Throughout the Reformation in Europe, the Psalms had been used by militant Protestants as a battle cry for radical reform and holy wars against the Catholics. When the Catholic Mary, Queen of Scots returned to Scotland to rule, she was greeted by fervent Protestants who stood outside her windows all night long singing Psalms. The Huguenots in France sang Psalm 68 "Let God Arise, Let His Enemies Be Scattered" as they went into battle. Returned Marian exiles sang Psalms in the streets of London in order to admonish Elizabeth to greater church reforms; "These Psalm-singing Protestants were a constant worry to Elizabeth, for they threatened her careful religious compromise by continuing to use every possible occasion to instruct her on the means necessary to maintain the true faith."  Since Elizabeth was the leading Protestant ruler in Europe, fervent Protestants took every opportunity to draw parallels between the queen's life and that of King David, pointing out their mutual persecution under their previous rulers and their subsequent successful rules. Protestants also, naturally, painted the Catholics as the Philistines, and in doing so, made it a religious duty of the queen not only to maintain the faith at home, but to punish sinners and convert the unfaithful abroad. The connection between the reformist agenda and the Psalms was so well established, in fact, that Margaret P. Hannay goes so far as to say, "someone raised in the Protestant alliance could not read the Psalms without seeing contemporary political parallels."  The text explicated itself. Elizabeth, in fact, had drawn on the parallel herself when she was young. John Bale's 1548 dedication to Elizabeth's translation of Psalm 13 openly interprets the work as an anti-Catholic statement, as it calls for relief of the oppressed and for vengeance on the "foes of heaven."  When the Countess of Pembroke finally completed the presentation copy of the Psalms in 1599, her double dedication to both the queen and Sir Philip, the one-time powerful voice for the Protestant reformists, confirms the political intent of her work.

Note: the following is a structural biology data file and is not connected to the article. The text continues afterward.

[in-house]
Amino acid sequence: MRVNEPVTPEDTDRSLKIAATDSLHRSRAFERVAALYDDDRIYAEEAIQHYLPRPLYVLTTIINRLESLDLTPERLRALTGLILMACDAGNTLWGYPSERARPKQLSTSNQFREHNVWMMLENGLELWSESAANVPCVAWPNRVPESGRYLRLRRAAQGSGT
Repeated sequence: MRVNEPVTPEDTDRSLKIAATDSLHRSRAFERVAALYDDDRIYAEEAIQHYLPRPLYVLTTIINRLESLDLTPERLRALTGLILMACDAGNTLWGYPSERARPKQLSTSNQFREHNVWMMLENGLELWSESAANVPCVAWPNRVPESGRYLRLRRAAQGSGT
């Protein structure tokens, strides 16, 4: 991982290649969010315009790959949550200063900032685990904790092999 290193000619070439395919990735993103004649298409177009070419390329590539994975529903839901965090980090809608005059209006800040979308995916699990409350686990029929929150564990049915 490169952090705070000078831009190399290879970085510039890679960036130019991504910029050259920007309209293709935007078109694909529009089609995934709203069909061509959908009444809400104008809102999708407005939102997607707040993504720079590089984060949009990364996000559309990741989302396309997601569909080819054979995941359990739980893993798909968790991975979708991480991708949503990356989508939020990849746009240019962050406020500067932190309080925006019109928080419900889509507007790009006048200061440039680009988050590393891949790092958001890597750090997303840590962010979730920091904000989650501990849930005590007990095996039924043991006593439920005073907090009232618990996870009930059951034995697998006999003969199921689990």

Considering the charged history of the Psalms, the political implications of the countess' work would have been unmistakable. Elizabeth, however, did not want to expend all of her time and resources fighting other people's wars. In the first place, the resources necessary to wage war successfully abroad simply were not available to her, especially considering Parliamentary recalcitrance. In addition, Elizabeth wanted to maintain tight control over the mandate of her officers once she sent them abroad, the difficulty of which she was constantly reminded. Not only had Essex failed to follow orders at the siege of Rouen, other military officers had also proved less than exact when following her commands. In 1589, Sir Francis Drake had failed to follow orders when she sent him to destroy the remainder of the Spanish fleet as it sat in port. As the English ships waited to depart, the queen reminded Drake that, before they go on a pirating mission, "our express pleasure and commandment is that you distress the ships of war in Guipuzgoa, Biscay and Galacia."  Yet Drake and his fellow commander, Norris, landed instead in Portugal and embarked on a land attack that ended disasterously. Elizabeth knew that once her commanders left England, they were subject both to their own whims and those of their foreign compatriots rather than her commands. Another reason that may have led Elizabeth to remain less than enthusiastic about foreign wars is that, although devout, Elizabeth seems for the most part to have been convinced that the form a person's worship took was not that important as long as s/he was basically a Christian and kept the peace. She strongly resisted Parliamentary efforts to impose heavy-handed punishments on recusants, only giving in during the 1580s once trouble with Spain began to escalate. Domestic tranquillity interested her much more than converting the unfaithful. Elizabeth already needed every means at her disposal to maintain order at home because of the continuing pressure for further reforms in the English Church, let alone extending her influence abroad. The incendiary message of the countess' work, therefore, would have demanded a response. The queen had to prove that not only could she translate better than the countess, but the work she chose had to contradict in an appropriate philosophical fashion the views propounded by the reformist Protestants with whom the countess associated.